Whitman news since 1896

Whitman Wire

Vol. CLIV, Issue 10
Whitman news since 1896

Whitman Wire

Whitman news since 1896

Whitman Wire

Class of 2011 selected from record number of applications

“Each incoming class is smarter than its predecessor,” joked sophomore Ariana Rampy, citing a common concern among students that Whitman is becoming more and more elite and the standard of admitted students is much higher.

Dean of Admission and Finacial Aid Tony Cabasco said this is “a myth that everyone likes to tell.” What has really happened is that, for the past couple of years, the admissions office has been receiving “a thousand more applicants each year than the year before, yet we haven’t changed the student body size.”

Because of pure statistical numbers, it is more difficult to get into Whitman this year than five years ago; it means that a prospective student now has to be even more academically and socially impressive to be noticed by the admissions team.

Photo by Brett AxelrodBut this does not mean that each class is necessarily smarter than the one before it.
“How do you measure smart, anyway?” said Cabasco. “Seldom do you hear from the admissions office that ‘this is the best class.’ Is it harder to get into Whitman now? Probably. But our decision isn’t driven by GPA or SAT scores. It is whether or not we think the student it going to add something to campus.”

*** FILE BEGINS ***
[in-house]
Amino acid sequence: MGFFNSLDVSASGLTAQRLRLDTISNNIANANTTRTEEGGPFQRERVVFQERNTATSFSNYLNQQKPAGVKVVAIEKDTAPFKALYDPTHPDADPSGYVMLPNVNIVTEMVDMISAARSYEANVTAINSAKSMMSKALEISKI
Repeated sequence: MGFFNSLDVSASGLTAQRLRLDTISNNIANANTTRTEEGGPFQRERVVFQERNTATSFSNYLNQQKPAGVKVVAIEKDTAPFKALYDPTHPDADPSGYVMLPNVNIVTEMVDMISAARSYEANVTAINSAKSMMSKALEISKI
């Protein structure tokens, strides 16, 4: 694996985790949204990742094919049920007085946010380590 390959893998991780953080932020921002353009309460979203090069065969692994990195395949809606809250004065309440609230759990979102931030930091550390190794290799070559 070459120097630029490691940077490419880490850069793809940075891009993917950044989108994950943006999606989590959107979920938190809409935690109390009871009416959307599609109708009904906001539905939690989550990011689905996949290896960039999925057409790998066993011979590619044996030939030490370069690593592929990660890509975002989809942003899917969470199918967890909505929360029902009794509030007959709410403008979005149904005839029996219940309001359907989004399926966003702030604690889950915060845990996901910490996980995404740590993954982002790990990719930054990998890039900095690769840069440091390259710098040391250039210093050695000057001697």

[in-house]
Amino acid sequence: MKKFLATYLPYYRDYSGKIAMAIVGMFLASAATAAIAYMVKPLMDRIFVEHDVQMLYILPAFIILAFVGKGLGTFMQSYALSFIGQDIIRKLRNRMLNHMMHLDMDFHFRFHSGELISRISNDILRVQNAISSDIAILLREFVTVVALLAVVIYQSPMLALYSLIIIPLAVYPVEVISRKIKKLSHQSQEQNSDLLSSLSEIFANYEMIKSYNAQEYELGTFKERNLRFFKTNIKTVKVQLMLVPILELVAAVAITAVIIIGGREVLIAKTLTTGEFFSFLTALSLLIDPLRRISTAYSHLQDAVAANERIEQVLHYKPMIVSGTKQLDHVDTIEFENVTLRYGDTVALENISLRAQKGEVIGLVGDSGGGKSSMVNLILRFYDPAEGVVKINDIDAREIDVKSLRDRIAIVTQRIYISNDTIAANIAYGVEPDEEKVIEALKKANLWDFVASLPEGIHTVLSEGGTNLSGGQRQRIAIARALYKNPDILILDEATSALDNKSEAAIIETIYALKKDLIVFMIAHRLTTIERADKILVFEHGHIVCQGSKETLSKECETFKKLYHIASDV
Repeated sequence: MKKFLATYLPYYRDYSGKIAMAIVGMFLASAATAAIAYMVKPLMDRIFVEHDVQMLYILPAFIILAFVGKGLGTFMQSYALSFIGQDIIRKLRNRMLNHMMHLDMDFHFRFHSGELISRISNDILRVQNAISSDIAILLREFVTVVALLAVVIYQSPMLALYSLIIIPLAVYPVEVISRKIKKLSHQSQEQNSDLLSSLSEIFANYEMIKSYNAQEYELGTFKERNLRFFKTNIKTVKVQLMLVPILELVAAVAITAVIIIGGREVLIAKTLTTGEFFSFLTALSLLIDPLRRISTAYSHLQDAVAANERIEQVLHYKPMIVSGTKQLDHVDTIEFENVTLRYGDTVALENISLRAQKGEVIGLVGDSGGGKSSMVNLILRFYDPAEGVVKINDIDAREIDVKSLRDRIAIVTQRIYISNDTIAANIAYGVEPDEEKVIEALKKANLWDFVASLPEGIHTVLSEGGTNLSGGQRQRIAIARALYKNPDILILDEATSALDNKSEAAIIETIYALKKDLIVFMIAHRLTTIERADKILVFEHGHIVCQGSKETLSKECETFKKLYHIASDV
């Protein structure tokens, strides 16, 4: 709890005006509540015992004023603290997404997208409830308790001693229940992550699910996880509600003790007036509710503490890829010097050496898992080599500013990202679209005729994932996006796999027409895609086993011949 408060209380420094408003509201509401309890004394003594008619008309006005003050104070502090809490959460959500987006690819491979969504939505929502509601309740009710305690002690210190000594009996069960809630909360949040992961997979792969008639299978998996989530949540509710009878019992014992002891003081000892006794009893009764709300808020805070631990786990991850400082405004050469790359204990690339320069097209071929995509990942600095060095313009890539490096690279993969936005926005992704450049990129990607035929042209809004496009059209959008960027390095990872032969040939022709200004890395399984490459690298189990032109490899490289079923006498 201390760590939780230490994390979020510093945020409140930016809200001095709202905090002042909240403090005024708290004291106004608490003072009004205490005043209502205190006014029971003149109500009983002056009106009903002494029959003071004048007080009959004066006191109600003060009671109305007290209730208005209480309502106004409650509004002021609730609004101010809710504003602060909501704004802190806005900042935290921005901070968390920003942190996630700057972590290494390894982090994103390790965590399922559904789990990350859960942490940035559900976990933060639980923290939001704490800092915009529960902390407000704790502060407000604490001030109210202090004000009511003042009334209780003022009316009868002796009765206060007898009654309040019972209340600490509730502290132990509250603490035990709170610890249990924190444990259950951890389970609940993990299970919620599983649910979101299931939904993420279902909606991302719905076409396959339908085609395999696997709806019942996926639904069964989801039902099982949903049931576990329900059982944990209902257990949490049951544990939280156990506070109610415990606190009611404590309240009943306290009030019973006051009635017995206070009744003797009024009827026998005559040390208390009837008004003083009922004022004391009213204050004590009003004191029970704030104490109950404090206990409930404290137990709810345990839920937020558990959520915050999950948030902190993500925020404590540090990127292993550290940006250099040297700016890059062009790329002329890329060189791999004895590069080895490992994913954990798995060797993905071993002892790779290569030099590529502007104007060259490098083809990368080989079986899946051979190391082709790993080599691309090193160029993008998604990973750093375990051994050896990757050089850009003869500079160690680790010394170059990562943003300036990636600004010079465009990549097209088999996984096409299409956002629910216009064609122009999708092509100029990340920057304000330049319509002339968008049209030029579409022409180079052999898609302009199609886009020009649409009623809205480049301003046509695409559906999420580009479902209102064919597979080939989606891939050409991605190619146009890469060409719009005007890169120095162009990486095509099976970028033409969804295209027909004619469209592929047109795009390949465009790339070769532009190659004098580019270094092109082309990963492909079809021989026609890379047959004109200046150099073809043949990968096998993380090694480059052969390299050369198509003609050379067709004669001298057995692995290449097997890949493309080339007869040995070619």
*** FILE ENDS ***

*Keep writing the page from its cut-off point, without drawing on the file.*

This year was a record year for applications for the class of 2011: 3,042 students applied, an increase of 8 percent since last year. Admitted this year were 1,423, an acceptance rate of 46.9 percent. Currently, the admissions office has only received roughly a third of the responses from accepted students. They are still waiting for the rest, who must decide by this weekend for the May 1 deadline. They are aiming for a target class of 425 students: 400 first-years and 25 transfers.

The class of 2011 is more geographically diversified than ever before. Applications came in from New England, Virginia, New York and Minnesota, among other east coast states and international applications. This is a geographical growth for Whitman, where the majority of students come from Washington, Oregon and California.

“Obviously [they] remain our biggest three states. Those three states make up about 67 percent of admitted students,” said Cabasco.

“The goal is to attract [more] students from around the country, and around the world to come to Whitman: [students] who are looking for a place like Whitman,” said Cabasco.
But Washingtonian prospective students shouldn’t get nervous at their new competition from the east coast.

“We are not going to sacrifice academic quality for someone who lives farther away. If we have two highly qualified students, geography may be a factor that comes in to play, [but only] among other things. It’s not like we will take every George in Tennessee simply because they live there,” said Cabasco.

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